Spring is beckoning to us, while Philadelphia is back to freezing days again. The diverse vegetable baskets above are my sunshine.
Yesterday, my husband brought home four types of fresh Asian leafy greens home, 12 pounds in total. Unlike uniform leafy greens in supermarkets, these greens vary in different sizes and lengths, dotted with a little fresh soil. A knowledgeable vegetable lover can tell they are high-quality vegetables. They are naturally grown.
Can you identify them? Shanghai bok choy possibly is the one that can be recognized by many people. I bet many people living in North America are envious of me for they repeat eating carrots, potatoes, sweet peppers, celery, kale, etc. every day at this time, most of which are not leafy greens. For people living in or nearby Philadelphia, I can tell you where to buy. For people living in other areas, you have to do research first.
Unlike some tough local leafy greens in Philadelphia, such as kale, chard, etc, Asian leafy greens are usually soft, tender and are very easily cooked. For high-quality vegetables, you do not need any cooking technique for they are tasty themselves. The following leafy greens have one common ground that freezing temperature can make them taste sweeter. You can eat them raw.
Let me introduce one by one to you.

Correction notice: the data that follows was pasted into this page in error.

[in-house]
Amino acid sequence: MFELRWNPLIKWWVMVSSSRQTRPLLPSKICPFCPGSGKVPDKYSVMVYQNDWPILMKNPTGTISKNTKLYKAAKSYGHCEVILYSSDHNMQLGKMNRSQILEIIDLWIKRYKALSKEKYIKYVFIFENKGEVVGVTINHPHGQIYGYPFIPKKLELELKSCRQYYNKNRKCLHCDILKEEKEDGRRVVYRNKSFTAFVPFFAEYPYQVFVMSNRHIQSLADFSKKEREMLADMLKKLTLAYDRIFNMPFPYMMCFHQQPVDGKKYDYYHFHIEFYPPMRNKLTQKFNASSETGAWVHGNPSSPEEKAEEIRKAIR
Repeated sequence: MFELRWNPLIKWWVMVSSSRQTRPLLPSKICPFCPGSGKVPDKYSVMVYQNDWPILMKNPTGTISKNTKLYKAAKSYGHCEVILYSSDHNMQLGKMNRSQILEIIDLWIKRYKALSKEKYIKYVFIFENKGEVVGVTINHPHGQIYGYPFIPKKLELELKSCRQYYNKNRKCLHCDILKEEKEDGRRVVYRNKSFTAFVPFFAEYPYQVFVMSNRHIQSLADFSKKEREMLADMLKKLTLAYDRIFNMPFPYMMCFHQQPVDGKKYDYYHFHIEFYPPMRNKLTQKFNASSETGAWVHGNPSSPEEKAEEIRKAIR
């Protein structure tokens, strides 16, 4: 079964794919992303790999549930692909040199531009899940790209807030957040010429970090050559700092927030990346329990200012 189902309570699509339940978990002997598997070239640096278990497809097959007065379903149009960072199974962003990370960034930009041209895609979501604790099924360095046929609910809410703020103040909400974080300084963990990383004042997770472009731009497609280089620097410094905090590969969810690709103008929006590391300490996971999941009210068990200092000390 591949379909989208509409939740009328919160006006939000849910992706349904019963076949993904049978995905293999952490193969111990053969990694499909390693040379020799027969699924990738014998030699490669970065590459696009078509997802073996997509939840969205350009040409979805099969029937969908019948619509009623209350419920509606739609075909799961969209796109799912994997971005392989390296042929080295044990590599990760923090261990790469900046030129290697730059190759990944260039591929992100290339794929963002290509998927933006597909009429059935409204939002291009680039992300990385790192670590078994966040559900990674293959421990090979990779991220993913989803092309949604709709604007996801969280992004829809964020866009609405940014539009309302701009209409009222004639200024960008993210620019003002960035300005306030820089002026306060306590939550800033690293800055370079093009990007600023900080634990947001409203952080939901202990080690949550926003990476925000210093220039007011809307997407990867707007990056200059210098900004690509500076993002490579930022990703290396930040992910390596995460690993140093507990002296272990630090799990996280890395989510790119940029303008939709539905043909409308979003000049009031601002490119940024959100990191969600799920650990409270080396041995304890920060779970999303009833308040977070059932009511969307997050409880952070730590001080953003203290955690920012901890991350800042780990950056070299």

When I search baby bok choy on Google images, all the images point to Shanghai bok choy without exception. It’s completely wrong! In Chinese, we call it xiao bai cai (小白菜). Their color is usually light green.
How do native Chinese cook baby bok choy? The most common way is to just use cooking oil to do a simple stir-fry and add some salt finally. You can also add them to fried rice, to noodles, or soup or a tofu dish in the final step. Or you can stir fry with some meat or mix with meat for fillings.
Does anyone know this vegetable? It’s kumatsuna, a Japanese vegetable. I usually do a quick stir fry. Are there Japanese readers? Feel free to share with us on how to cook them.
It’s Shanghai bok choy in the above two pictures, a world-famous Chinese vegetable. In Chinese we call it shang hai qing (上海青). Their color is usually dark green. We cook them almost as same as baby bok choy.
xue li hong (雪里红) is a variety of Chinese mustard greens, without a name in the universal English. Mostly Chinese prefer pickling them first in large quantity and use them as a very tasty side ingredient in many dishes. Sometimes we cook fresh xue li hong (雪里红) as well. Both fresh and pickled xue li hong (雪里红) are one of the best side ingredients for fillings of wontons, dumplings, pancakes, steamed buns, etc. In Chinese culture, xue li hong (雪里红) are a kind of very healthy vegetables. Click vegan recipes here.